June 7, 2017

frequently asked questions

Why hire an Independent Educational Consultant (aka College Admissions Coach)?

With 38 minutes being the national average amount of time students spend with their high school college counselor in all four years – there is no way they can provide the type of personal attention I can.

When is the best time to start?

The earlier the better because the more time I have with the student the better I’m able to build the best possible college list and help the student throughout his/her high school career.

What professional associations are you affiliated with?

I am a member of the Rocky Mountain Association for College Admission Counseling (RMACAC), Higher Education Consultants Association (HECA) and the Independent Educational Consultants Association (IECA).

How do you keep up with new trends, academic changes and evolving campus cultures and how often do you get out and visit college, school, and program campuses and meet with admissions representatives?

The ONLY way to know about the best matches for you is to be out visiting schools regularly. This past year, I have visited over 30 schools and will continue to keep traveling as well as attended many conferences.

What is the most important item that college admission officers look at?

Most colleges take a holistic approach and will consider everything-your GPA, standardized test scores, essay, extracurricular activities. However, your GPA and the courses you took will most likely be the most important.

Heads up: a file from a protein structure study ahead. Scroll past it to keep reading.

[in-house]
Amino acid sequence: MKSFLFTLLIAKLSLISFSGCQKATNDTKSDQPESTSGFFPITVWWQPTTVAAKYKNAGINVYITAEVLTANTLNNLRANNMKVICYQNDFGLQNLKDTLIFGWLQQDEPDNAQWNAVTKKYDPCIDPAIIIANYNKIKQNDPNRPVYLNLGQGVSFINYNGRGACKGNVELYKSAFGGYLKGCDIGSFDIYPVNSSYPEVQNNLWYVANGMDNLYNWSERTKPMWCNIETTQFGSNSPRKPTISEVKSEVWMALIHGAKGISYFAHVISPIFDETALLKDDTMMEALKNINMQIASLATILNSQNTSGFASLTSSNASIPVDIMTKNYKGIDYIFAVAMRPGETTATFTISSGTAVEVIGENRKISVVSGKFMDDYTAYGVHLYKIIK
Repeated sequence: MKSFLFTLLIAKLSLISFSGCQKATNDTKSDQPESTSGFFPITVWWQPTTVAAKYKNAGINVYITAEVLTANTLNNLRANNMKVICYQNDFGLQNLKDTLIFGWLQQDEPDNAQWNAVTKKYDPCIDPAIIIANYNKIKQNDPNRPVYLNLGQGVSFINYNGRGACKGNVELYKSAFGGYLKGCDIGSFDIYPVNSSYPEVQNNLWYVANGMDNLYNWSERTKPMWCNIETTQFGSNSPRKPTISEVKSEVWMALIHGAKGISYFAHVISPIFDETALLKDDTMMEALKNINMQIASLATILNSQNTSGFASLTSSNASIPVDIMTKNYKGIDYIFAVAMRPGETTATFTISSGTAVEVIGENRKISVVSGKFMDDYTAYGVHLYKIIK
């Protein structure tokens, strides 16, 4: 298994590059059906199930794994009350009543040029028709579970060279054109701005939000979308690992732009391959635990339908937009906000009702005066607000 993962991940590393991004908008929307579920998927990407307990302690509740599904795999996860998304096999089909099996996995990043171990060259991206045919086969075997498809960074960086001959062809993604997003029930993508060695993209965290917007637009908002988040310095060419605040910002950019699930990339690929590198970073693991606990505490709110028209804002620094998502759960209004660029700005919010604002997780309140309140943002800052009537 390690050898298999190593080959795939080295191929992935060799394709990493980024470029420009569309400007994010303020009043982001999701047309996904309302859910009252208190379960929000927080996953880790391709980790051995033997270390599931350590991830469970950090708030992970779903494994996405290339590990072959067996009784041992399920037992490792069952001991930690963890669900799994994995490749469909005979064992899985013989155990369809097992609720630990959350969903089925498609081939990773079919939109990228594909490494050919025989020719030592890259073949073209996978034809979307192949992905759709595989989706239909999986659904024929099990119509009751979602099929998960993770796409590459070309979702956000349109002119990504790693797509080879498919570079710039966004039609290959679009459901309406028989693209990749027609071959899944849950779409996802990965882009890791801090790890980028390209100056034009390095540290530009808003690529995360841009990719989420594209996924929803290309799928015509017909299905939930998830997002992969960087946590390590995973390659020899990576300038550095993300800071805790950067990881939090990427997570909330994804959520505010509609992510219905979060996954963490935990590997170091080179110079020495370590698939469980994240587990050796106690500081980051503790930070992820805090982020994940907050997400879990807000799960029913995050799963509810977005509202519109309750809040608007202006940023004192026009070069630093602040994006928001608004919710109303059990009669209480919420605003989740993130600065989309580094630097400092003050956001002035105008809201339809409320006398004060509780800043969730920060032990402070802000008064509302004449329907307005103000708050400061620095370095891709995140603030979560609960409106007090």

How many schools should I apply too?

Between 5 and 8 is recommended. It’s a good idea to apply to some schools that might be a reach for you and some where you will likely get admitted but they should mostly feel like good, realistic matches.

Are rankings important in the college search?

Not at all. It’s all about the right fit for you. Just because a school is ranked 175 does not mean it is a bad school and could potentially be the best fit for you.

I’m interested in smaller, liberal arts schools but don’t know where to begin my search, any suggestions?

Colleges That Change Lives at ctcl.org is an excellent resource to learn about smaller college options.

Should I take the ACT or SAT?

On average, 1/3 of students do better on the ACT, 1/3 do better on the SAT, and a 1/3 are a wash. I always recommend taking both because colleges will look at the highest scores.

When are the next testing dates and where do I register?

For SAT details, please visit collegeboard.org. For ACT details, act.org is the information hub.

I didn’t do well on my SAT or ACT exams. What options do I have?

The National Center for Fair and open Testing, fairtest.org, has lists of colleges and universities that are test-optional.

What sites should I check out for scholarship info?

Both fastweb.com and mertidaid.com are excellent online resources for finding scholarships.

Should I apply for financial aid even if I think I won’t qualify?

YES! Besides the fact that most colleges require the FAFSA anyways, if you don’t apply, you’ll get nothing but if you do, you may get something.

Where do I go to see if I qualify for financial aid?

You can visit finaid.org and fafsa.ed.gov for details about financial aid options and for the FAFSA application.

Do you guarantee admission to a school, one of my top choices, or a certain minimum dollar value in scholarships?

No, I cannot guarantee any of the above. My job is to help put forth the best possible candidate.